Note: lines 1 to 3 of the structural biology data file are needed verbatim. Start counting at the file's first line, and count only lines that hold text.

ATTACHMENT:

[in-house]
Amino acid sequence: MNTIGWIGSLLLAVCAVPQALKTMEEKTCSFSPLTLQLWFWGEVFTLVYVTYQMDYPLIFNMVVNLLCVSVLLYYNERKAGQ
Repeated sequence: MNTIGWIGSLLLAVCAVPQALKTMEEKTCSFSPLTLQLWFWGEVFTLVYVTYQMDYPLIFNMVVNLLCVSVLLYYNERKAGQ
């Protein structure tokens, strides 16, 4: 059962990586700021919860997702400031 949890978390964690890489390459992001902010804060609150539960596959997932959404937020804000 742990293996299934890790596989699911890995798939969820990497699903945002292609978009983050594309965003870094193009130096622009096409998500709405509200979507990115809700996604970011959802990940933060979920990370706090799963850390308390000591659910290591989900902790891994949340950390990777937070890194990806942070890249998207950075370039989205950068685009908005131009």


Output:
[in-house]
Amino acid sequence: MNTIGWIGSLLLAVCAVPQALKTMEEKTCSFSPLTLQLWFWGEVFTLVYVTYQMDYPLIFNMVVNLLCVSVLLYYNERKAGQ
Repeated sequence: MNTIGWIGSLLLAVCAVPQALKTMEEKTCSFSPLTLQLWFWGEVFTLVYVTYQMDYPLIFNMVVNLLCVSVLLYYNERKAGQ